(or) Put on Your Lipstick and/or Your Jockstrap Every Day
I’m not sure if I’m in withdrawal from my trip to Thailand or if I’m suffering a bout of seasonal affective disorder (SAD), but I’ve been in a funk lately. I know I’ve got it rough: it’s 56 and partly cloudy in L.A. while most of the country is in a blizzard and I want you to cry me a river. The thing about funks is that they work to sustain themselves. The more I’m down, the less I want to leave home. And even when I’m out, I’m not radiating the type of energy that’s going to attract the right people and opportunities into my life. Thus the funk takes on new life—if I allow it.
My friend Felicia learned from her mom that no matter what was going on, she should put on her lipstick every day. It was her ways of saying “fake it till you make it.” That is, show the world you are together (the lipstick being one easy polish) and the world will put you back together again. Since Felicia works from home like me, she has the opportunity to hide. But instead, no matter how she’s feeling, every day she puts on her lipstick and faces the world. Invariably, she hears a song at the coffee shop that makes her smile or strikes up a conversation that pumps new life into her. And even if nothing miraculous happens, she’s giving herself the opportunity to change her state.
In basketball, when you’re missing shot after shot, the lack of confidence often leads to more misses and then a reluctance to shoot. That’s why you often hear that a shooter has to keep shooting. Stop shooting and you’re even more stuck. The only way out of the rut is activity.
As it was, last night I made good on my pledge to get involved more with my community and went to a yoga class followed by a potluck. I ended up talking to the teacher and will be her guest at a screenwriter’s group tonight. I also replied to an email about another project and was rewarded with an invite to a party for the Auburn-Oregon game tonight. And here I am, life-long night owl, up at 7 a.m. and writing another column. Things didn’t just shift. No, it was my actions that have rendered my funk officially over.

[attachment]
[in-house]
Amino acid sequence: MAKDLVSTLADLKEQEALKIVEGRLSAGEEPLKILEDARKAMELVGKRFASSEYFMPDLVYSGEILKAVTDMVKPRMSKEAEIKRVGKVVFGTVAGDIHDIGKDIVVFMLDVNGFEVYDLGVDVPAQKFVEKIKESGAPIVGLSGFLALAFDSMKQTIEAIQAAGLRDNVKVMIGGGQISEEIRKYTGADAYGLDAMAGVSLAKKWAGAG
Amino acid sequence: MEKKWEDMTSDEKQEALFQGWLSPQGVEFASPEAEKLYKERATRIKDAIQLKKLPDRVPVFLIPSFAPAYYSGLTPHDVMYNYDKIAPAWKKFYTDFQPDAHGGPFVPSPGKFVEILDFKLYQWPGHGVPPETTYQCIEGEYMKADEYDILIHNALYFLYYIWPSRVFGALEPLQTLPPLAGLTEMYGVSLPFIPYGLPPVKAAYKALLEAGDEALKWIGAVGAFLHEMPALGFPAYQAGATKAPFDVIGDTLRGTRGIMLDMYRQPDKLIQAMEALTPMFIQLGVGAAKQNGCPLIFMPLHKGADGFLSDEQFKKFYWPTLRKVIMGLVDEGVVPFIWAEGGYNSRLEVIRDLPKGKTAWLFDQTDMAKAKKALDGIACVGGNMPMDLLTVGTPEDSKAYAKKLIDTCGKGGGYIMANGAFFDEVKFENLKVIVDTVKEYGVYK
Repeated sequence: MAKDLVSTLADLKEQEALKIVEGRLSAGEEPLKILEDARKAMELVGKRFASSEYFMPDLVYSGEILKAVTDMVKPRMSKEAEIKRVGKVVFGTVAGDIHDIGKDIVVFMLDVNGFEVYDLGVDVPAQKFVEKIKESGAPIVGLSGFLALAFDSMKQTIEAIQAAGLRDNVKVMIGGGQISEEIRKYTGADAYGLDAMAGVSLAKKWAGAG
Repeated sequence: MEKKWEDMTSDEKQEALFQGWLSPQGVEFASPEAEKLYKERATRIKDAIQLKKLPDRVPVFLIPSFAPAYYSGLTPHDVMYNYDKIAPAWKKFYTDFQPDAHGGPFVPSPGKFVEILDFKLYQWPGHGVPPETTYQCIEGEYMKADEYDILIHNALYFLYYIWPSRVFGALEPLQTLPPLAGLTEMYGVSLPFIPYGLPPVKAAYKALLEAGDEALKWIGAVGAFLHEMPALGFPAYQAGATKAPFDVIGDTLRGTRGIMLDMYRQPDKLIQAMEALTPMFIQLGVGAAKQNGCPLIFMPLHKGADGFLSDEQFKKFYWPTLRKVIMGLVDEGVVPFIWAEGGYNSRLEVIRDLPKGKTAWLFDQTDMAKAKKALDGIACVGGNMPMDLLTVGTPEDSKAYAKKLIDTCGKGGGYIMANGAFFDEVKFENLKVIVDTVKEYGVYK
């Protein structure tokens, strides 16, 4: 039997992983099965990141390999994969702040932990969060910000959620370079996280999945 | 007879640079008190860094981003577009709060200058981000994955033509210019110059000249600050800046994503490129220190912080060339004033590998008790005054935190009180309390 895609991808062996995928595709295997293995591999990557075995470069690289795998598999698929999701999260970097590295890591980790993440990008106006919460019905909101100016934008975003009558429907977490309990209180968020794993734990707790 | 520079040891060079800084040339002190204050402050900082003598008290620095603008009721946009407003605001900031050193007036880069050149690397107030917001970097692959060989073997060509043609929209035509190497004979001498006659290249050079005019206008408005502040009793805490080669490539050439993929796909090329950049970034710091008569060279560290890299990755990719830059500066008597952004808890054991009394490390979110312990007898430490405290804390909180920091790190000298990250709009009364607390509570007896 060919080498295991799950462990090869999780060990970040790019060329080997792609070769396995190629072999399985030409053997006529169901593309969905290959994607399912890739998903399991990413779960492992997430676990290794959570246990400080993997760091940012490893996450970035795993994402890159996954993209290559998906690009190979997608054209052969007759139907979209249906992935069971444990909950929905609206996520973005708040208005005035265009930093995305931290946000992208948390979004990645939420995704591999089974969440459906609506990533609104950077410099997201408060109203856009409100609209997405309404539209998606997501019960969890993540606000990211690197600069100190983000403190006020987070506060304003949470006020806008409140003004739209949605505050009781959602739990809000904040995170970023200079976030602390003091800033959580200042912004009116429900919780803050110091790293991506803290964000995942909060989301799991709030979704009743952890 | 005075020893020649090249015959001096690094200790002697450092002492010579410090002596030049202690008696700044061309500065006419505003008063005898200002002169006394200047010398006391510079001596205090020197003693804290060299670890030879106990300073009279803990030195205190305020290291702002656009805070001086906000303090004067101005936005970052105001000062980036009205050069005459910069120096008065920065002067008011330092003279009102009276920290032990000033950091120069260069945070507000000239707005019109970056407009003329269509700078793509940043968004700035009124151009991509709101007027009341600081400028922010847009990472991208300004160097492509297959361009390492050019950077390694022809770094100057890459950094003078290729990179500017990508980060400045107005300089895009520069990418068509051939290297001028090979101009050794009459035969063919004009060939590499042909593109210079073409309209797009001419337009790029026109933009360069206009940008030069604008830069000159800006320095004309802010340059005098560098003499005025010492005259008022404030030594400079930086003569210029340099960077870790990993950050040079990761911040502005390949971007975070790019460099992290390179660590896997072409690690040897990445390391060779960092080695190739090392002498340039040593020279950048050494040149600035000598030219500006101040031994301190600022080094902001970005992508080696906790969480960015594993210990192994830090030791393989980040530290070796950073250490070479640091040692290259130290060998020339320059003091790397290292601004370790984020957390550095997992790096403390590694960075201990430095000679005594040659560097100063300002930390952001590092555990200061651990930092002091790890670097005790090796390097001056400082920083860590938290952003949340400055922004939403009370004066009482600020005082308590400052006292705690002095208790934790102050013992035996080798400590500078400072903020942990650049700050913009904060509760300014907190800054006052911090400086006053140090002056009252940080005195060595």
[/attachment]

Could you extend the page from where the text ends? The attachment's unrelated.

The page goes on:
And here’s where things get really strange. I went to a party on Labor Day in 2009 (nearly a year and a half ago) and met a woman at a party who was divine. She was the type of woman who instantly made me say, “I’d marry her today, no questions asked.” Turned out she was from England and had also done a fast at Spa Samui in Thailand (perhaps this explained her radiance). We chatted for a bit and got along well before she put a dagger in my heart when she mentioned her boyfriend. Anyway, I recall e-mailing her just to stay in touch and not hearing back. Then, five seconds ago (I swear—I could not make this up!), she friended me on LinkedIn. A coincidence? I’ve learned not to try to explain these things, but certainly an affirmation—and a funk-buster if there ever was one. Twenty-four hours ago I was glued to my couch; now I’m whistling zip-a-dee-doo-dah out of my asshole.
When things are going bad, inertia will set in and want to keep you in the house. It’s these times where only your resolve will get you out of the house. You don’t have to leave with the intention of setting the world on fire; you just have to go. As Woody Allen said, “showing up is 80 percent of life.”